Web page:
Remains must be in a sacred place, explains Dominican Father Thomas Petri.
Results from Tag: 'christian burial'
Hundreds of pilgrims have flocked to a Missouri monastery this week to see the remains of Sister Wilhelmina Lancaster, a Benedictine sister who died four years ago and whose recently exhumed body shows very little signs of decay. EWTN News’ Kelsey Wicks went to Gower, Missouri, last weekend to cover this remarkable story.
The USCCB reiterates the Church’s preference for burial of the deceased and stating that newer methods do not show respect for the human body.
This Friday men and women, young and old from around the country rallied in Washington, D.C., against the tragedy of abortion. Their protest marks the anniversary of Roe v. Wade — which was decided 50 years ago on Jan 22, 1973 — despite the fact that Roe has been overturned. Pro-life organizers told the Register’s national reporter Lauretta Brown that the marches are now more important than ever. She joins now to explain why. Then we turn to a different kind of pro-life question: Is human composting a moral option? Register columnist John Grondelski joins us to explain the Church’s teaching on proper Christian burial.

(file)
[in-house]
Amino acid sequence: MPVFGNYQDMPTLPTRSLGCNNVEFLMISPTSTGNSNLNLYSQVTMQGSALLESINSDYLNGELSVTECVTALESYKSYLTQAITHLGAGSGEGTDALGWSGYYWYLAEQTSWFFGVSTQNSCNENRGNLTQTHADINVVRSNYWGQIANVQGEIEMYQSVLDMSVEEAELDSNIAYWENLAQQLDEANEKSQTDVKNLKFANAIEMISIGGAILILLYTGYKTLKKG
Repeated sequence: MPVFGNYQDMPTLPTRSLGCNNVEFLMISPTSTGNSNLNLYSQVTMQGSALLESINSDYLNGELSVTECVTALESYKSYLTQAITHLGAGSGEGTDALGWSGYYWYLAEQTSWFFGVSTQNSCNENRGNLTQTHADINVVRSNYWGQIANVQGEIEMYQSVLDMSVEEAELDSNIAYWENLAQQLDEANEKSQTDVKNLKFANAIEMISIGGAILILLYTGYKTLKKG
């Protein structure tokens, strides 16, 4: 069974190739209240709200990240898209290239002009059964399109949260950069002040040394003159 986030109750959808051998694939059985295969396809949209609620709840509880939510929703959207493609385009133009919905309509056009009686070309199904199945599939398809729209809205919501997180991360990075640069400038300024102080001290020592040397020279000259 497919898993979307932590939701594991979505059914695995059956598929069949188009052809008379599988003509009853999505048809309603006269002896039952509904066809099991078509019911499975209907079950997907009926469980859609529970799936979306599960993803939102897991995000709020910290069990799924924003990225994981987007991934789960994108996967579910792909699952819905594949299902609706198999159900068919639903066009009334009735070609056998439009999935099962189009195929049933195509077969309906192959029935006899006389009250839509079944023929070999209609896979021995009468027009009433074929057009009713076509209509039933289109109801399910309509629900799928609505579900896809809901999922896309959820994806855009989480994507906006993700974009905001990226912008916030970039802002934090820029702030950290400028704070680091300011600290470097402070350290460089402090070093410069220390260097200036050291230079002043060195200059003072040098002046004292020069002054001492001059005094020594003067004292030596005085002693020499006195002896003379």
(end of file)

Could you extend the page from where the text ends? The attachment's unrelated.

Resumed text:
“The Church earnestly recommends the pious custom of burying the bodies of the dead be observed...” (Canon 1176)
If burying the dead is a corporal work of mercy, where does that leave cremation?
COMMENTARY: Because his body is the body of a person — a human person redeemed by Christ, who ‘became flesh and lived among us’ — that body is sacred, a temple of the Holy Spirit, a sacramental.